A man came across three masons who were working at chipping chunks of granite from large blocks. The first seemed unhappy at his job, chipping away and frequently looking at his watch. When the man asked what it was that he was doing, the first mason responded, rather curtly, “I’m hammering this stupid rock, and I can’t wait ’til 5 when I can go home.”
A second mason, seemingly more interested in his work, was hammering diligently and when asked what it was that he was doing, answered, “Well, I’m molding this block of rock so that it can be used with others to construct a wall. It’s not bad work, but I’ll sure be glad when it’s done.”
A third mason was hammering at his block fervently, taking time to stand back and admire his work. He chipped off small pieces until he was satisfied that it was the best he could do. When he was questioned about his work he stopped, gazed skyward and proudly proclaimed, “I…am building a cathedral!”
Three men, three different attitudes, all basically doing the same job.
We all need and actually, have a purpose in our jobs.
As Annie McKee writes in this HRB article, people want to have a sense of purpose. People want to feel as if their work matters, and that their contributions help to achieve something really important. They want to know that they — and their organizations — are doing something big that matters to other people.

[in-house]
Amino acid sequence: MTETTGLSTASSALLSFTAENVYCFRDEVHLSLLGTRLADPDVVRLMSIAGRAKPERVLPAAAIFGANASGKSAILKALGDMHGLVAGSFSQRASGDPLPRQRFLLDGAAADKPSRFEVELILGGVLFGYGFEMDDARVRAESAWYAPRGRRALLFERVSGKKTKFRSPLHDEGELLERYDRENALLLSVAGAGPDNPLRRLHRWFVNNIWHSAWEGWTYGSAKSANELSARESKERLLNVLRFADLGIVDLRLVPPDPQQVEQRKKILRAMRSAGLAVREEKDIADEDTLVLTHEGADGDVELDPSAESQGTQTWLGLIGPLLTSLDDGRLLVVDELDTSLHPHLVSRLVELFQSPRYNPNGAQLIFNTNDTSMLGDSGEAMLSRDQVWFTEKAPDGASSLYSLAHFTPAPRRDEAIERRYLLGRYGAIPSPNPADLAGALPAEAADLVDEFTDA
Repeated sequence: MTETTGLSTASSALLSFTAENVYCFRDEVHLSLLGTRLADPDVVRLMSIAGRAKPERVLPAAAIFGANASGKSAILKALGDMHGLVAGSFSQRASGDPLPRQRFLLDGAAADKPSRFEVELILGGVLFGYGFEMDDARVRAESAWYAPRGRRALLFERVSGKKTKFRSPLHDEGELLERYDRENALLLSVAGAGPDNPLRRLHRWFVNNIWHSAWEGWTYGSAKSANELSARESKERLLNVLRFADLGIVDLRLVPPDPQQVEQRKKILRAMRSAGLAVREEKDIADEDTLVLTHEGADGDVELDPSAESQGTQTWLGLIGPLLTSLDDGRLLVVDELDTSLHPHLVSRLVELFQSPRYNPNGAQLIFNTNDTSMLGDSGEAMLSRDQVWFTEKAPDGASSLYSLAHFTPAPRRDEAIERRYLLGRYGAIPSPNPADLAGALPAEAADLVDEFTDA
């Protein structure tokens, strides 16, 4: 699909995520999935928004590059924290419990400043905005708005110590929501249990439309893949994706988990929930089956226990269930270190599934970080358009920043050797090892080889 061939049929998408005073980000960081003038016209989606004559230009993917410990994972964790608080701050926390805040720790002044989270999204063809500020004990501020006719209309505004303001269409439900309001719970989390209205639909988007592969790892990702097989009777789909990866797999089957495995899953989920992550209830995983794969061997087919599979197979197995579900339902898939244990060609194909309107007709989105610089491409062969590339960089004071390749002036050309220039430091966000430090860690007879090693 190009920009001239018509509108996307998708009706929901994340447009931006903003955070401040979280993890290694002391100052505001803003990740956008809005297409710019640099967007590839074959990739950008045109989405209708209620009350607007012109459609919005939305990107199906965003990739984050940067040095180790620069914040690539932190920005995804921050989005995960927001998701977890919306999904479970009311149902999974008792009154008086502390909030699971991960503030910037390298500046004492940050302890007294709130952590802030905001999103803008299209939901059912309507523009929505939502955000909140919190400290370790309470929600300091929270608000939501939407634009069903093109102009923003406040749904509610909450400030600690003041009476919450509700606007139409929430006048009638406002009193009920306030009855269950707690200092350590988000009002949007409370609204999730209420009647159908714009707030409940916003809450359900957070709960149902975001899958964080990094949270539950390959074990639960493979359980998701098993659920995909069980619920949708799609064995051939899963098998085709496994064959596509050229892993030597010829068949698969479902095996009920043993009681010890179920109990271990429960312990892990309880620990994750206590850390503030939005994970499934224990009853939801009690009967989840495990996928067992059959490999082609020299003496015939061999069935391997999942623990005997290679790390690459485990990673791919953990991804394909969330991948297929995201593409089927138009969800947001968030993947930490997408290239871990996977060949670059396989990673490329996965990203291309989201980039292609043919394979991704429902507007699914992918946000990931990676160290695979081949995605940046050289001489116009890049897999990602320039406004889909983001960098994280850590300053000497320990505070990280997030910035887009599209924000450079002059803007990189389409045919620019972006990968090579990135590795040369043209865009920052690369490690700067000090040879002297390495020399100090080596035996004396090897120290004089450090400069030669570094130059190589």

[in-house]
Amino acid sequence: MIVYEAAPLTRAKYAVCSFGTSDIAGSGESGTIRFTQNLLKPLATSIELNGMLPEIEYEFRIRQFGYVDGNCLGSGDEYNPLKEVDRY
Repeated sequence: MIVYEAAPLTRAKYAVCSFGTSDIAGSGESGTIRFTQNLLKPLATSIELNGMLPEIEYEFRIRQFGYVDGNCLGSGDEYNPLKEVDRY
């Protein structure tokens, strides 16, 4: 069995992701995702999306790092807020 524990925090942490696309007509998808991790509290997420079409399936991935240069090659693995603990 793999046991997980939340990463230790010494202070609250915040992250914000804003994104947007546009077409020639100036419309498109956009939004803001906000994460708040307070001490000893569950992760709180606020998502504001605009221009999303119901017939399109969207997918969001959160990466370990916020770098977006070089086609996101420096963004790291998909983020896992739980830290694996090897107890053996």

Every job has a purpose. No matter how simple the job initially looks to us. Let’s take cleaners for instance. Are they really just sweeping the floors? Or when working at the hospital they actually are helping to heal patients?
You might think now, yes, great thoughts, but so what? Why should I care?
Well, let me give you a few ideas why having a sense of purpose matters:
- One of the traits of a successful team is that they feel that their work has meaning and they are making an impact. According to Google’s research of 180 Google teams, including 200-plus interviews and analyses of more than 250 different team attributes this is one of the main characteristics of enhanced teams. Groups that believe that their work is purposeful and positively impacts the greater good are more successful.
- People who believe that their work has bigger purpose are more loyal. Research of more than 19,000 people of all levels in company and in different industries; found that employees who derive meaning and significance from their work are much more likely to stay with their organizations.
- A Study of University of Alberta study shows that people who are able to find meaning and purpose in their work and can see how they make a difference through that work, are healthier, happier and more productive employees.
So how could you help your people to find the sense of purpose?
– Firstly, you need to find it yourself 🙂 What is this that your organization is doing, what is your role and purpose?
– Organize think tanks, workshops, seminars that help you to find the sense of purpose and communicate it to your people.
– Use visuals when communicating. Create colorful images, posters, videos that help to deliver the message to all levels of your organization.
– Use storytelling, this is easier to understand and accept.
– Have an employer advocate (preferably someone from your own employees) that you can use as a storyteller. Employees are the most credible source of information so don’t underestimate the word of mouth!
What is your experience? Let me know how do you help to create and communicate to sense of purpose among your organization!
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